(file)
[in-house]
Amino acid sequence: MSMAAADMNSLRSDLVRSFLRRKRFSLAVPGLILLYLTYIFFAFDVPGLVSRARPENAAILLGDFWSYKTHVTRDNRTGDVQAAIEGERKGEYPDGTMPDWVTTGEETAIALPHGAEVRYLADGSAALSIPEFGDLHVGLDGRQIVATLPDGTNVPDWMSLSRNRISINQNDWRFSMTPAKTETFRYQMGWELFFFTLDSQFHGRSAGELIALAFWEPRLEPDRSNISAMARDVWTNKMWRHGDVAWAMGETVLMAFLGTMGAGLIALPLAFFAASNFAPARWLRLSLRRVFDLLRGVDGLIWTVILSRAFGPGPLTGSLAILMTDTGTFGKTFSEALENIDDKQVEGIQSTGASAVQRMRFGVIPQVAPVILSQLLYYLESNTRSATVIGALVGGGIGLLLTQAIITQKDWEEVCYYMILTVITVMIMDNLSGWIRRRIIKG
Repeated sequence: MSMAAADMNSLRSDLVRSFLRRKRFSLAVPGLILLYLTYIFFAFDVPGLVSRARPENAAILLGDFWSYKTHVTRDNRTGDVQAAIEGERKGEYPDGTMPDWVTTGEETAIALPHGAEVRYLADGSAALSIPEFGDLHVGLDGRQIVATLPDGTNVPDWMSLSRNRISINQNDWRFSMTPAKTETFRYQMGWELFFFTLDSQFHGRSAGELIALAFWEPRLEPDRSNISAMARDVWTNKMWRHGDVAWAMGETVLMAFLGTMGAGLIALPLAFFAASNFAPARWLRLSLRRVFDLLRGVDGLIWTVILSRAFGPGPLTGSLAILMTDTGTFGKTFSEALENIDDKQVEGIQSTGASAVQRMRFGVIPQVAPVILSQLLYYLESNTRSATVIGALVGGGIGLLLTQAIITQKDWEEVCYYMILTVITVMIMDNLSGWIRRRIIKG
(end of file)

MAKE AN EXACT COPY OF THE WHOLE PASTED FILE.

[in-house]
Amino acid sequence: MSMAAADMNSLRSDLVRSFLRRKRFSLAVPGLILLYLTYIFFAFDVPGLVSRARPENAAILLGDFWSYKTHVTRDNRTGDVQAAIEGERKGEYPDGTMPDWVTTGEETAIALPHGAEVRYLADGSAALSIPEFGDLHVGLDGRQIVATLPDGTNVPDWMSLSRNRISINQNDWRFSMTPAKTETFRYQMGWELFFFTLDSQFHGRSAGELIALAFWEPRLEPDRSNISAMARDVWTNKMWRHGDVAWAMGETVLMAFLGTMGAGLIALPLAFFAASNFAPARWLRLSLRRVFDLLRGVDGLIWTVILSRAFGPGPLTGSLAILMTDTGTFGKTFSEALENIDDKQVEGIQSTGASAVQRMRFGVIPQVAPVILSQLLYYLESNTRSATVIGALVGGGIGLLLTQAIITQKDWEEVCYYMILTVITVMIMDNLSGWIRRRIIKG
Repeated sequence: MSMAAADMNSLRSDLVRSFLRRKRFSLAVPGLILLYLTYIFFAFDVPGLVSRARPENAAILLGDFWSYKTHVTRDNRTGDVQAAIEGERKGEYPDGTMPDWVTTGEETAIALPHGAEVRYLADGSAALSIPEFGDLHVGLDGRQIVATLPDGTNVPDWMSLSRNRISINQNDWRFSMTPAKTETFRYQMGWELFFFTLDSQFHGRSAGELIALAFWEPRLEPDRSNISAMARDVWTNKMWRHGDVAWAMGETVLMAFLGTMGAGLIALPLAFFAASNFAPARWLRLSLRRVFDLLRGVDGLIWTVILSRAFGPGPLTGSLAILMTDTGTFGKTFSEALENIDDKQVEGIQSTGASAVQRMRFGVIPQVAPVILSQLLYYLESNTRSATVIGALVGGGIGLLLTQAIITQKDWEEVCYYMILTVITVMIMDNLSGWIRRRIIKG